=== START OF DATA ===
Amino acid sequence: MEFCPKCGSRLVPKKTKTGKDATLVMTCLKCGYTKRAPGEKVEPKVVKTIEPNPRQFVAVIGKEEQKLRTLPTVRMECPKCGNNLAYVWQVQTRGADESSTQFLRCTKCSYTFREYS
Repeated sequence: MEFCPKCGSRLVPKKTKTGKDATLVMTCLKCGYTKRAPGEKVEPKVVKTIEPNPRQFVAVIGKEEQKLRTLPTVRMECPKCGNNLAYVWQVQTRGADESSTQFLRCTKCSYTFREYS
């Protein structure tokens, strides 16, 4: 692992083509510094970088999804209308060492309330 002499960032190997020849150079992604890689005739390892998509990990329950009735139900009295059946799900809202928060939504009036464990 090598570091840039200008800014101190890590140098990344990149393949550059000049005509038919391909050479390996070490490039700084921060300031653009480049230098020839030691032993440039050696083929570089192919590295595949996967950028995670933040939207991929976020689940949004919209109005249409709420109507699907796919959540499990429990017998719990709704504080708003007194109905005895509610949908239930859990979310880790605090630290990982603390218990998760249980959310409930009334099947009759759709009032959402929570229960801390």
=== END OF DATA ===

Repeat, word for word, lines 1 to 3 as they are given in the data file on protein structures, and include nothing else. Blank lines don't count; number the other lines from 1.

Amino acid sequence: MEFCPKCGSRLVPKKTKTGKDATLVMTCLKCGYTKRAPGEKVEPKVVKTIEPNPRQFVAVIGKEEQKLRTLPTVRMECPKCGNNLAYVWQVQTRGADESSTQFLRCTKCSYTFREYS
Repeated sequence: MEFCPKCGSRLVPKKTKTGKDATLVMTCLKCGYTKRAPGEKVEPKVVKTIEPNPRQFVAVIGKEEQKLRTLPTVRMECPKCGNNLAYVWQVQTRGADESSTQFLRCTKCSYTFREYS
């Protein structure tokens, strides 16, 4: 692992083509510094970088999804209308060492309330 002499960032190997020849150079992604890689005739390892998509990990329950009735139900009295059946799900809202928060939504009036464990 090598570091840039200008800014101190890590140098990344990149393949550059000049005509038919391909050479390996070490490039700084921060300031653009480049230098020839030691032993440039050696083929570089192919590295595949996967950028995670933040939207991929976020689940949004919209109005249409709420109507699907796919959540499990429990017998719990709704504080708003007194109905005895509610949908239930859990979310880790605090630290990982603390218990998760249980959310409930009334099947009759759709009032959402929570229960801390």